And do get Michael Drout's Audio CD of a straight reading. There's a DVD too by another OE prof, I'm supposed to review for Greenman, Benjamen Bagly, but I've not yet seen it.

    I'm not a fan of Seamus Heaney's translation, which, while it's a lovely poem and a wonderful retelling of the story, it's a Celticized Beowulf, and he's mucked about a bit too much for my tastes.

  7. What an interesting post and discussion. Thank you, all.

    I'll be starting a class next week and the reading list puzzled me until today: Beowulf, Grendel, Buffy The Vampire Slayer (the show plus graphic novels), Battlestar Galactica (show plus book adaptations, original novels, comic books and video games). I couldn't understand how Beowulf/Grendel fit into the group. Nicola, it looks like you aren't the only one reading traits of episodic drama into the poem.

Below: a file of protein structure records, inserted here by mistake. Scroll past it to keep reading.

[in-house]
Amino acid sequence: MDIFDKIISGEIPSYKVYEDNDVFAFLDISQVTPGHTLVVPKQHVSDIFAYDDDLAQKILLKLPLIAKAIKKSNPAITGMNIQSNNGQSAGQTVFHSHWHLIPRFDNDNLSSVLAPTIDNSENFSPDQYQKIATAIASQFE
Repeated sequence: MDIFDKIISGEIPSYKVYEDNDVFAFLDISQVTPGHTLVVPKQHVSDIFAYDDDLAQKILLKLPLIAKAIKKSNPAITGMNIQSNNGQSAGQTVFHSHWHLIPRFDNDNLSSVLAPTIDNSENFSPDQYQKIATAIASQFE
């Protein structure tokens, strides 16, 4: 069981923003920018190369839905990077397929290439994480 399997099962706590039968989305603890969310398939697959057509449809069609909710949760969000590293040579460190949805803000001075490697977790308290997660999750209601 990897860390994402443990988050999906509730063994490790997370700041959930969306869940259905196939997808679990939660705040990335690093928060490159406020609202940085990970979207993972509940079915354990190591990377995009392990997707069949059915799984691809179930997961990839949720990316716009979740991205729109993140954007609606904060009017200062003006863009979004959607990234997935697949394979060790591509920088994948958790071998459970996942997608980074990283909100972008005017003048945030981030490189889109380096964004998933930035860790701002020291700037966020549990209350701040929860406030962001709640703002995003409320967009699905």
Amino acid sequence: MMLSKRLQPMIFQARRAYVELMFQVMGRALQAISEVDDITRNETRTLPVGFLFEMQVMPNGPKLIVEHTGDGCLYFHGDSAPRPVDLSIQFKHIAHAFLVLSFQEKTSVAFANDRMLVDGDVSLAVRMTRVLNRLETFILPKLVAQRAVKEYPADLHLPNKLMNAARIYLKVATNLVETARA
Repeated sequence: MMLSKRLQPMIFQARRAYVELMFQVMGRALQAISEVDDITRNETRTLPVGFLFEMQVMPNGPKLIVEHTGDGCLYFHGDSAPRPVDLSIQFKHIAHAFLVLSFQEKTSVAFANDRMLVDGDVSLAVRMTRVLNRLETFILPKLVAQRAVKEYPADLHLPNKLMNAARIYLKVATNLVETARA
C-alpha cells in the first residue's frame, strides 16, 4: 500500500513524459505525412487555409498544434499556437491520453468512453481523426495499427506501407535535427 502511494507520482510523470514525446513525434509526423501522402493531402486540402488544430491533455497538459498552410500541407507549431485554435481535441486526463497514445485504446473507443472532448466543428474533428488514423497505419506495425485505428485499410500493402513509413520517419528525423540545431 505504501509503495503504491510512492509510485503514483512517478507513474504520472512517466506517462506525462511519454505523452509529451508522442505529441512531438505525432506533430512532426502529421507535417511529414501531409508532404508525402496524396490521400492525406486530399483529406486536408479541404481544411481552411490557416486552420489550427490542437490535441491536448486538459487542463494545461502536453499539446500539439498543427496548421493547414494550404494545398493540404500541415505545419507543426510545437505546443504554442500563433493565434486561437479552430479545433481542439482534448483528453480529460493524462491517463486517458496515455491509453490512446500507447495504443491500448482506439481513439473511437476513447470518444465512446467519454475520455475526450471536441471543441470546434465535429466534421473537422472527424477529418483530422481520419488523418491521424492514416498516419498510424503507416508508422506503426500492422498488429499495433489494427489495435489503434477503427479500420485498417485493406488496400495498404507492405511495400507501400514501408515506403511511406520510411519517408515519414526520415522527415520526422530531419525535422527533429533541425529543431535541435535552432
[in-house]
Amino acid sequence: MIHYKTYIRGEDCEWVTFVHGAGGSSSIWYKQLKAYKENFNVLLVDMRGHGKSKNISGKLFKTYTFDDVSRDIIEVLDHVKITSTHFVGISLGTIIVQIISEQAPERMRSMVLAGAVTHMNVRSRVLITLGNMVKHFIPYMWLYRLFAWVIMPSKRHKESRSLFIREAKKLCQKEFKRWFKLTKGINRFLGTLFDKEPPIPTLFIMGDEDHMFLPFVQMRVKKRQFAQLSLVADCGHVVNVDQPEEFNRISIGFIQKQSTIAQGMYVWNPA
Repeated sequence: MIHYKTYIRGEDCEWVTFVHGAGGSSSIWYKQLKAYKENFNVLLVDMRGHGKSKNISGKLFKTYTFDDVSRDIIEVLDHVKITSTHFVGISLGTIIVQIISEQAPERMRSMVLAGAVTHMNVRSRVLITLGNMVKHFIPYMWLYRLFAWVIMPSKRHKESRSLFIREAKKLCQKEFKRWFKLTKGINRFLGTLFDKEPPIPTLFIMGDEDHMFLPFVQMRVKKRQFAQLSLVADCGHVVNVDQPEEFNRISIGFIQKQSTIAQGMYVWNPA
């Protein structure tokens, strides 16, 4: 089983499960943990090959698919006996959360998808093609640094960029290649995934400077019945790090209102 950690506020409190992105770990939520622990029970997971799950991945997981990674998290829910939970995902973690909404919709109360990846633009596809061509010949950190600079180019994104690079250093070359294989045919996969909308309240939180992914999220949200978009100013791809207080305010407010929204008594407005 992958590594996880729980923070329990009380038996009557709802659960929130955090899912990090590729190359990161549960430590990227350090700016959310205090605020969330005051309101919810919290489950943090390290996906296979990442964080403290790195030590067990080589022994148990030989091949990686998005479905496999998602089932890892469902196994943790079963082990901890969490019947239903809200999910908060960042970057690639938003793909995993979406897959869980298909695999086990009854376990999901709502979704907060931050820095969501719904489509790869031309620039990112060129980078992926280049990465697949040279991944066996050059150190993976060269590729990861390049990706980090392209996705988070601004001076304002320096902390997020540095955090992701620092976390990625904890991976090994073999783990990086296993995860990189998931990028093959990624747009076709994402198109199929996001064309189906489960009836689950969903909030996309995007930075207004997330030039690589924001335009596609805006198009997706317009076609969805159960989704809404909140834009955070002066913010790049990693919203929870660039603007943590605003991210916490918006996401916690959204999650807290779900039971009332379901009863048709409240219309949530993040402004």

I can't comment beyond that, since I've never read Beowulf before. I've got much to catch up on as far as English required reading goes. Imagine, I only got my eyes on Dune for the first time six months ago. I know my Iberoamerican authors well, but still...

    I'll revisit this post in three more months and chip in more substantially. Or ask my soon-to-be teacher to stop by.

  8. lisa, wow, this is *excellent*, thank you. Yes, there it is at the beginning of the poem: Grendel is the seed of Cain. I missed it. I always miss it, because I'm always chucking at the notion of Grendel being infuriated at his noisy neighbours spoiling the peace at night.

    And that's a great point about the scop having to stop and eat/drink/rest. As is the notion of the audience nodding their heads and pointing out their own ancestral links to the hero to the person sitting next to them.